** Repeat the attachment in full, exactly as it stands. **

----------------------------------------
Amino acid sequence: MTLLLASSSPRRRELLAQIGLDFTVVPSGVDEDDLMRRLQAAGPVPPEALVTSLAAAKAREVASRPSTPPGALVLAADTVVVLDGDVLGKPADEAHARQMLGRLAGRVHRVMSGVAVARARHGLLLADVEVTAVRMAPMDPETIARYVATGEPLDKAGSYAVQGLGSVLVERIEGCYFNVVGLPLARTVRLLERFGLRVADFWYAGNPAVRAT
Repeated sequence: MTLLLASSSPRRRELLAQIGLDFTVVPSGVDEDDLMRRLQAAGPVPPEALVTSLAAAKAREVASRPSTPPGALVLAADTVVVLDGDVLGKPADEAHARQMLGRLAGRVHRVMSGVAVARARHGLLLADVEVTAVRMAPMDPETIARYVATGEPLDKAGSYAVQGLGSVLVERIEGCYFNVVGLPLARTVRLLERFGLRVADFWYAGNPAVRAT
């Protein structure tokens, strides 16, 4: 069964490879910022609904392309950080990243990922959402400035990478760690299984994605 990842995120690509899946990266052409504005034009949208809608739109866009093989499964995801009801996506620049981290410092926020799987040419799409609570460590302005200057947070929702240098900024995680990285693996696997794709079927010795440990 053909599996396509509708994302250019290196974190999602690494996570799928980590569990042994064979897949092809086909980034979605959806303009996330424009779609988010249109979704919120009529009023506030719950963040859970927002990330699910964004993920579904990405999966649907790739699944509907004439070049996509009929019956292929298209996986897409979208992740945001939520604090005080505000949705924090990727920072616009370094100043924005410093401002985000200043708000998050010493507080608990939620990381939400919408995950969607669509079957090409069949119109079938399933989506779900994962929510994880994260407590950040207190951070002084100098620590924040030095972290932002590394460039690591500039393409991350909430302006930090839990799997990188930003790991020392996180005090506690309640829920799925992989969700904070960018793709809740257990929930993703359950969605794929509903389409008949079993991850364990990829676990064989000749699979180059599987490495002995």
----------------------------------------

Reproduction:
Amino acid sequence: MTLLLASSSPRRRELLAQIGLDFTVVPSGVDEDDLMRRLQAAGPVPPEALVTSLAAAKAREVASRPSTPPGALVLAADTVVVLDGDVLGKPADEAHARQMLGRLAGRVHRVMSGVAVARARHGLLLADVEVTAVRMAPMDPETIARYVATGEPLDKAGSYAVQGLGSVLVERIEGCYFNVVGLPLARTVRLLERFGLRVADFWYAGNPAVRAT
Repeated sequence: MTLLLASSSPRRRELLAQIGLDFTVVPSGVDEDDLMRRLQAAGPVPPEALVTSLAAAKAREVASRPSTPPGALVLAADTVVVLDGDVLGKPADEAHARQMLGRLAGRVHRVMSGVAVARARHGLLLADVEVTAVRMAPMDPETIARYVATGEPLDKAGSYAVQGLGSVLVERIEGCYFNVVGLPLARTVRLLERFGLRVADFWYAGNPAVRAT
């Protein structure tokens, strides 16, 4: 069964490879910022609904392309950080990243990922959402400035990478760690299984994605 990842995120690509899946990266052409504005034009949208809608739109866009093989499964995801009801996506620049981290410092926020799987040419799409609570460590302005200057947070929702240098900024995680990285693996696997794709079927010795440990 053909599996396509509708994302250019290196974190999602690494996570799928980590569990042994064979897949092809086909980034979605959806303009996330424009779609988010249109979704919120009529009023506030719950963040859970927002990330699910964004993920579904990405999966649907790739699944509907004439070049996509009929019956292929298209996986897409979208992740945001939520604090005080505000949705924090990727920072616009370094100043924005410093401002985000200043708000998050010493507080608990939620990381939400919408995950969607669509079957090409069949119109079938399933989506779900994962929510994880994260407590950040207190951070002084100098620590924040030095972290932002590394460039690591500039393409991350909430302006930090839990799997990188930003790991020392996180005090506690309640829920799925992989969700904070960018793709809740257990929930993703359950969605794929509903389409008949079993991850364990990829676990064989000749699979180059599987490495002995």